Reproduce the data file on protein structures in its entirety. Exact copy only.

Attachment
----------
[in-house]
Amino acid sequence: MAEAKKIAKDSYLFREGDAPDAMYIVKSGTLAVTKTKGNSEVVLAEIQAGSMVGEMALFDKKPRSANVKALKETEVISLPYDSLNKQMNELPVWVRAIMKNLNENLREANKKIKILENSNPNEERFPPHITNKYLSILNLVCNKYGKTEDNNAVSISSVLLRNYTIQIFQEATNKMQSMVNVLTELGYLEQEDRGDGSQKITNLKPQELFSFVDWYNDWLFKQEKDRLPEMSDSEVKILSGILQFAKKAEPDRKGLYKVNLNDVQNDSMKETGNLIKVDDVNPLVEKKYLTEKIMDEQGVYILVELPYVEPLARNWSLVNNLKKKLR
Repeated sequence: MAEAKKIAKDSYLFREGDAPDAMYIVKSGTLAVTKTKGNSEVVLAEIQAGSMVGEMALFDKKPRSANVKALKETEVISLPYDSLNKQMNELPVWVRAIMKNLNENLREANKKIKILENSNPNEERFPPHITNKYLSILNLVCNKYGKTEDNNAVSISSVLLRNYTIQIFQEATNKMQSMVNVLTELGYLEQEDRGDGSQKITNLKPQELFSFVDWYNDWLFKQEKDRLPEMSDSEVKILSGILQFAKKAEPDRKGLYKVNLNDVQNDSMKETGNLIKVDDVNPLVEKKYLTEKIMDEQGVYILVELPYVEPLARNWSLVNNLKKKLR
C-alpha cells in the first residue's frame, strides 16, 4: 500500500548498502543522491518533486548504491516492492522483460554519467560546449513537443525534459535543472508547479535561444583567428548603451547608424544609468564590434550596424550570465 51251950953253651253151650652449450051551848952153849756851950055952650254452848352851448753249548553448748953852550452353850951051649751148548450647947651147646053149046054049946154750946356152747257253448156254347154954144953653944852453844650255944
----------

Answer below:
[in-house]
Amino acid sequence: MAEAKKIAKDSYLFREGDAPDAMYIVKSGTLAVTKTKGNSEVVLAEIQAGSMVGEMALFDKKPRSANVKALKETEVISLPYDSLNKQMNELPVWVRAIMKNLNENLREANKKIKILENSNPNEERFPPHITNKYLSILNLVCNKYGKTEDNNAVSISSVLLRNYTIQIFQEATNKMQSMVNVLTELGYLEQEDRGDGSQKITNLKPQELFSFVDWYNDWLFKQEKDRLPEMSDSEVKILSGILQFAKKAEPDRKGLYKVNLNDVQNDSMKETGNLIKVDDVNPLVEKKYLTEKIMDEQGVYILVELPYVEPLARNWSLVNNLKKKLR
Repeated sequence: MAEAKKIAKDSYLFREGDAPDAMYIVKSGTLAVTKTKGNSEVVLAEIQAGSMVGEMALFDKKPRSANVKALKETEVISLPYDSLNKQMNELPVWVRAIMKNLNENLREANKKIKILENSNPNEERFPPHITNKYLSILNLVCNKYGKTEDNNAVSISSVLLRNYTIQIFQEATNKMQSMVNVLTELGYLEQEDRGDGSQKITNLKPQELFSFVDWYNDWLFKQEKDRLPEMSDSEVKILSGILQFAKKAEPDRKGLYKVNLNDVQNDSMKETGNLIKVDDVNPLVEKKYLTEKIMDEQGVYILVELPYVEPLARNWSLVNNLKKKLR
C-alpha cells in the first residue's frame, strides 16, 4: 500500500548498502543522491518533486548504491516492492522483460554519467560546449513537443525534459535543472508547479535561444583567428548603451547608424544609468564590434550596424550570465 51251950953253651253151650652449450051551848952153849756851950055952650254452848352851448753249548553448748953852550452353850951051649751148548450647947651147646053149046054049946154750946356152747257253448156254347154954144953653944852453844650255944